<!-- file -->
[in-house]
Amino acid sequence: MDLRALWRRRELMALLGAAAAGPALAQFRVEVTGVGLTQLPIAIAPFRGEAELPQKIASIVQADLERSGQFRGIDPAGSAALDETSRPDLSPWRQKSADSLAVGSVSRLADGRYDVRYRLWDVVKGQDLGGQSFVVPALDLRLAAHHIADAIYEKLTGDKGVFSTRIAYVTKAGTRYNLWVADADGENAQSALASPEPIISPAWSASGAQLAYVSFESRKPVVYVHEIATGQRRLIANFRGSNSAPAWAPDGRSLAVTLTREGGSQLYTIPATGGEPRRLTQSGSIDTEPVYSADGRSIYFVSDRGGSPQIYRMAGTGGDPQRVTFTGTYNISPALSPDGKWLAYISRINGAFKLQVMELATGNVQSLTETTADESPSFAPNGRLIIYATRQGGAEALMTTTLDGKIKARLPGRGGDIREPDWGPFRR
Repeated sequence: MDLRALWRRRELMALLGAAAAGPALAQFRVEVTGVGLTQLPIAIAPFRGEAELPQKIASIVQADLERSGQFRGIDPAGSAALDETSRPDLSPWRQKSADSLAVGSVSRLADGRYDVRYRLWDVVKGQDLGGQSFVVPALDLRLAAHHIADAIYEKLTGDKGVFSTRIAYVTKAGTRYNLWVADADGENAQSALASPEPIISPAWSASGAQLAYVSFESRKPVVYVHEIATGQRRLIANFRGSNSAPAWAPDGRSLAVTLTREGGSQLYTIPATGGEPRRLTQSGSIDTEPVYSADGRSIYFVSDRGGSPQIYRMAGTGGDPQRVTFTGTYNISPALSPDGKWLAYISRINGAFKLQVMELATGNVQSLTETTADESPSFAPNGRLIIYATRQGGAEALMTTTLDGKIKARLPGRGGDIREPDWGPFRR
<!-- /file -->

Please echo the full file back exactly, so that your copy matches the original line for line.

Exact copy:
[in-house]
Amino acid sequence: MDLRALWRRRELMALLGAAAAGPALAQFRVEVTGVGLTQLPIAIAPFRGEAELPQKIASIVQADLERSGQFRGIDPAGSAALDETSRPDLSPWRQKSADSLAVGSVSRLADGRYDVRYRLWDVVKGQDLGGQSFVVPALDLRLAAHHIADAIYEKLTGDKGVFSTRIAYVTKAGTRYNLWVADADGENAQSALASPEPIISPAWSASGAQLAYVSFESRKPVVYVHEIATGQRRLIANFRGSNSAPAWAPDGRSLAVTLTREGGSQLYTIPATGGEPRRLTQSGSIDTEPVYSADGRSIYFVSDRGGSPQIYRMAGTGGDPQRVTFTGTYNISPALSPDGKWLAYISRINGAFKLQVMELATGNVQSLTETTADESPSFAPNGRLIIYATRQGGAEALMTTTLDGKIKARLPGRGGDIREPDWGPFRR
Repeated sequence: MDLRALWRRRELMALLGAAAAGPALAQFRVEVTGVGLTQLPIAIAPFRGEAELPQKIASIVQADLERSGQFRGIDPAGSAALDETSRPDLSPWRQKSADSLAVGSVSRLADGRYDVRYRLWDVVKGQDLGGQSFVVPALDLRLAAHHIADAIYEKLTGDKGVFSTRIAYVTKAGTRYNLWVADADGENAQSALASPEPIISPAWSASGAQLAYVSFESRKPVVYVHEIATGQRRLIANFRGSNSAPAWAPDGRSLAVTLTREGGSQLYTIPATGGEPRRLTQSGSIDTEPVYSADGRSIYFVSDRGGSPQIYRMAGTGGDPQRVTFTGTYNISPALSPDGKWLAYISRINGAFKLQVMELATGNVQSLTETTADESPSFAPNGRLIIYATRQGGAEALMTTTLDGKIKARLPGRGGDIREPDWGPFRR